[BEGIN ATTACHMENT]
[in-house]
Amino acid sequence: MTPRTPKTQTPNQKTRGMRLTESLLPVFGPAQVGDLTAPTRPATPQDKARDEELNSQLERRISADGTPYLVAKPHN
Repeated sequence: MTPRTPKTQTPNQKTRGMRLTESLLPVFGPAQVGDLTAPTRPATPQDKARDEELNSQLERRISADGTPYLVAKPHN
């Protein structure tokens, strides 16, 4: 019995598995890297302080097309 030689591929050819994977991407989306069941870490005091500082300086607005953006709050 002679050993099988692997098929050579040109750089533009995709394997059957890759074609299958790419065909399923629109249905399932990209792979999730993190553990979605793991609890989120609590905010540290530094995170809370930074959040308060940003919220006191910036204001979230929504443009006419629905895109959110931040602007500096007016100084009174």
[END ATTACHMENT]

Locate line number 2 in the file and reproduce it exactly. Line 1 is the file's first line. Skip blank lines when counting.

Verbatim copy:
Amino acid sequence: MTPRTPKTQTPNQKTRGMRLTESLLPVFGPAQVGDLTAPTRPATPQDKARDEELNSQLERRISADGTPYLVAKPHN